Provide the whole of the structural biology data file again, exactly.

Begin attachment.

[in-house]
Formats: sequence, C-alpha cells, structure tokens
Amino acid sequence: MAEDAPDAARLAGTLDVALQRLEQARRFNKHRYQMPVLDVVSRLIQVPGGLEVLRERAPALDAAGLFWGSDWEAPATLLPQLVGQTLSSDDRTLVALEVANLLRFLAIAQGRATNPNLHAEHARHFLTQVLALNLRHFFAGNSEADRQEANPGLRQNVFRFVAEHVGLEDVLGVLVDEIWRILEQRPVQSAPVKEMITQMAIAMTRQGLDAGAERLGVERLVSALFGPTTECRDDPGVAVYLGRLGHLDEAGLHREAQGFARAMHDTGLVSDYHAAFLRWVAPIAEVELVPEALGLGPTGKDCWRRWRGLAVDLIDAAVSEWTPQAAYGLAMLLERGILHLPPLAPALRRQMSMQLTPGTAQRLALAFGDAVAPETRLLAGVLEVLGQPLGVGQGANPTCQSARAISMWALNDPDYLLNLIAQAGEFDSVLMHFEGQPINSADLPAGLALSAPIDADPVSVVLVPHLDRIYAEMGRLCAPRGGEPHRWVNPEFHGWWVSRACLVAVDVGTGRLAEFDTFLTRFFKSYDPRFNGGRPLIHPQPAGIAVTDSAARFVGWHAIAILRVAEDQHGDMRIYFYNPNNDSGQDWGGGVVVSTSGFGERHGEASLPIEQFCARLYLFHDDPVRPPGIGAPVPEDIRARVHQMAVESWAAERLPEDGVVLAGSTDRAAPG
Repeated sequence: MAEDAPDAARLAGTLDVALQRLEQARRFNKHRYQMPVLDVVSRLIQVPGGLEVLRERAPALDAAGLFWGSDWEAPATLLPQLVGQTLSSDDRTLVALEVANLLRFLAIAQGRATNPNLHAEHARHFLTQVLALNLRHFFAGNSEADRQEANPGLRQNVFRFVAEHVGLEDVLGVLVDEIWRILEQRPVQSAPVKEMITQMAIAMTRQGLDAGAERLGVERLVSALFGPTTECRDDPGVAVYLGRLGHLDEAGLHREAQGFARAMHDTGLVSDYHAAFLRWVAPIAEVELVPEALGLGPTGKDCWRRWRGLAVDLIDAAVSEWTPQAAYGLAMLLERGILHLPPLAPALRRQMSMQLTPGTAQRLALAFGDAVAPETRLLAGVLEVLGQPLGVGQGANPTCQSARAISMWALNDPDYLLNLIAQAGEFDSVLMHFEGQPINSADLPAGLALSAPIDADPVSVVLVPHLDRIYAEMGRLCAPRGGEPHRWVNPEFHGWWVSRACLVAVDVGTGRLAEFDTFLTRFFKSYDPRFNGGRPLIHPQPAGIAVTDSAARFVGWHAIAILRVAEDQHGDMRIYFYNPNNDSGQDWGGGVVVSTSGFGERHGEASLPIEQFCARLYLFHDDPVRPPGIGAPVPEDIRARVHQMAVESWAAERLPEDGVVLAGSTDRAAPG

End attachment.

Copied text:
[in-house]
Formats: sequence, C-alpha cells, structure tokens
Amino acid sequence: MAEDAPDAARLAGTLDVALQRLEQARRFNKHRYQMPVLDVVSRLIQVPGGLEVLRERAPALDAAGLFWGSDWEAPATLLPQLVGQTLSSDDRTLVALEVANLLRFLAIAQGRATNPNLHAEHARHFLTQVLALNLRHFFAGNSEADRQEANPGLRQNVFRFVAEHVGLEDVLGVLVDEIWRILEQRPVQSAPVKEMITQMAIAMTRQGLDAGAERLGVERLVSALFGPTTECRDDPGVAVYLGRLGHLDEAGLHREAQGFARAMHDTGLVSDYHAAFLRWVAPIAEVELVPEALGLGPTGKDCWRRWRGLAVDLIDAAVSEWTPQAAYGLAMLLERGILHLPPLAPALRRQMSMQLTPGTAQRLALAFGDAVAPETRLLAGVLEVLGQPLGVGQGANPTCQSARAISMWALNDPDYLLNLIAQAGEFDSVLMHFEGQPINSADLPAGLALSAPIDADPVSVVLVPHLDRIYAEMGRLCAPRGGEPHRWVNPEFHGWWVSRACLVAVDVGTGRLAEFDTFLTRFFKSYDPRFNGGRPLIHPQPAGIAVTDSAARFVGWHAIAILRVAEDQHGDMRIYFYNPNNDSGQDWGGGVVVSTSGFGERHGEASLPIEQFCARLYLFHDDPVRPPGIGAPVPEDIRARVHQMAVESWAAERLPEDGVVLAGSTDRAAPG
Repeated sequence: MAEDAPDAARLAGTLDVALQRLEQARRFNKHRYQMPVLDVVSRLIQVPGGLEVLRERAPALDAAGLFWGSDWEAPATLLPQLVGQTLSSDDRTLVALEVANLLRFLAIAQGRATNPNLHAEHARHFLTQVLALNLRHFFAGNSEADRQEANPGLRQNVFRFVAEHVGLEDVLGVLVDEIWRILEQRPVQSAPVKEMITQMAIAMTRQGLDAGAERLGVERLVSALFGPTTECRDDPGVAVYLGRLGHLDEAGLHREAQGFARAMHDTGLVSDYHAAFLRWVAPIAEVELVPEALGLGPTGKDCWRRWRGLAVDLIDAAVSEWTPQAAYGLAMLLERGILHLPPLAPALRRQMSMQLTPGTAQRLALAFGDAVAPETRLLAGVLEVLGQPLGVGQGANPTCQSARAISMWALNDPDYLLNLIAQAGEFDSVLMHFEGQPINSADLPAGLALSAPIDADPVSVVLVPHLDRIYAEMGRLCAPRGGEPHRWVNPEFHGWWVSRACLVAVDVGTGRLAEFDTFLTRFFKSYDPRFNGGRPLIHPQPAGIAVTDSAARFVGWHAIAILRVAEDQHGDMRIYFYNPNNDSGQDWGGGVVVSTSGFGERHGEASLPIEQFCARLYLFHDDPVRPPGIGAPVPEDIRARVHQMAVESWAAERLPEDGVVLAGSTDRAAPG